Public schools around the state are awaiting the results of next week's Proposition 100 election so they'll know how much money they'll have in their budgets.

If the ballot measure is approved, the state sales tax would rise by one penny for three years. Two-thirds of the additional funding has been earmarked for education.

So, many districts and charter schools, including those in Ahwatukee Foothills, have put together two budgets: one in case the question passes and one if it fails.

There's a $5.8 million difference between those two options for the Kyrene School District. To make up that difference, the district expects to lay off 71 teachers, decrease compensation for remaining employees and use some savings, among other measures.

Reduction in force notices have gone out to 71 teachers assuming the worst: that the sales tax will fail, said Mark Knight, executive director of human resources. That reduction would also raise class sizes by an average of three students.

"If it passes, we believe we could call back a majority of those teachers," Knight said.

The district may not need to call back all 71 due to declining enrollment, Knight said. Also, due to the way reduction in force lists work, some teachers who were "RIFed" last year but didn't accept jobs when they came open this year could come back to the district if their hire dates are earlier than someone on this year's list.

The Tempe Union High School District is in better shape than many districts around the state due to growing enrollment, said district spokeswoman Linda Littell.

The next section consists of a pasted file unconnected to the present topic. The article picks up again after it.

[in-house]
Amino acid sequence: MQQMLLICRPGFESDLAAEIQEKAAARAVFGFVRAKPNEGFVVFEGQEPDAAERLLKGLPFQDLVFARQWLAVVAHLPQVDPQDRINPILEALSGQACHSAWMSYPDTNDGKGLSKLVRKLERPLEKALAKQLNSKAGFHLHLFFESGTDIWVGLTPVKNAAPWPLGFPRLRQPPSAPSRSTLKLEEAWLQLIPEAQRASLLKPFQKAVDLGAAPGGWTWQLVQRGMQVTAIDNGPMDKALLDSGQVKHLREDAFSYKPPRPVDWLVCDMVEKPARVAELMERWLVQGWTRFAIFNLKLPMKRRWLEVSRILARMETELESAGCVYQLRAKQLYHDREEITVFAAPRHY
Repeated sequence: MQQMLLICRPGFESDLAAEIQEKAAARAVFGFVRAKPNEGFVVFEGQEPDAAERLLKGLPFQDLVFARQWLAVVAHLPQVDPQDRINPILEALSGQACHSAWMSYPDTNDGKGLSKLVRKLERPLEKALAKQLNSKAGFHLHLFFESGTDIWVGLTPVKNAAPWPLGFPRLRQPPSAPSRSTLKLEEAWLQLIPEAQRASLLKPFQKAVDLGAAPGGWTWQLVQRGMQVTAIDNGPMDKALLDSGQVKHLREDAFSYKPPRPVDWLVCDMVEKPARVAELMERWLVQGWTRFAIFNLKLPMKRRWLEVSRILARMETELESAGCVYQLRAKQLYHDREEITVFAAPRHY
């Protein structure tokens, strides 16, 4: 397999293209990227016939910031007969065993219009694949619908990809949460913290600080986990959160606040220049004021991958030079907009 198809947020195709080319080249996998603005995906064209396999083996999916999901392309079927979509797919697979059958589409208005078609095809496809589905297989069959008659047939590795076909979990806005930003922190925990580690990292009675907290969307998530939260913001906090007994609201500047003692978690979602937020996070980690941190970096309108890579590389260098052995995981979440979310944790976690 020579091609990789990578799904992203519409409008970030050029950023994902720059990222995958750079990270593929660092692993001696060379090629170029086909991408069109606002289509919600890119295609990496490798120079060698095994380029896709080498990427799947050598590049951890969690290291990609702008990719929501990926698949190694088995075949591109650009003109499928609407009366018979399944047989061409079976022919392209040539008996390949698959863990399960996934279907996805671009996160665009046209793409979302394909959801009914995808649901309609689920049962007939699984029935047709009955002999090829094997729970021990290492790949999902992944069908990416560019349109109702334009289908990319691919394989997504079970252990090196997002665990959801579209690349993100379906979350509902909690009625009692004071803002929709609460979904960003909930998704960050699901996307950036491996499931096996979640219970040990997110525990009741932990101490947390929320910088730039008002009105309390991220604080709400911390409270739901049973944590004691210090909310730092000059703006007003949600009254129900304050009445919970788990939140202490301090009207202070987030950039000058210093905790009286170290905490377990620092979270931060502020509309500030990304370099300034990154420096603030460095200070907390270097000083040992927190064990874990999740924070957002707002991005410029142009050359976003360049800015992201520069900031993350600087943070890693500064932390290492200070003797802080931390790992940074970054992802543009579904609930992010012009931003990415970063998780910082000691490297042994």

Still, the district is preparing two budgets. It expects to have a $1.8 million surplus if the tax is approved and a $3.8 million deficit if it fails.

Exactly how the district would cut its budget has yet to be determined, but the board would consider measures like reducing its teaching staff, reducing administrators and support staff, increasing extracurricular fees and reducing benefits packages, according to a worksheet provided by the district.

District schools aren't the only ones waiting for the election to finalize their budgets - charters would be affected, too.

Horizon Community Learning Center in Ahwatukee Foothills expects to have a deficit of $88 per student if the sales tax passes and $273 per student if it doesn't, said school spokeswoman Melissa Hartley. With 1,500 students in kindergarten through 12th grade, that translates to a $132,000 deficit with the tax and a $409,500 deficit if it doesn't pass.

Hartley didn't have a final budget for next year but said this year's budget was $10 million.

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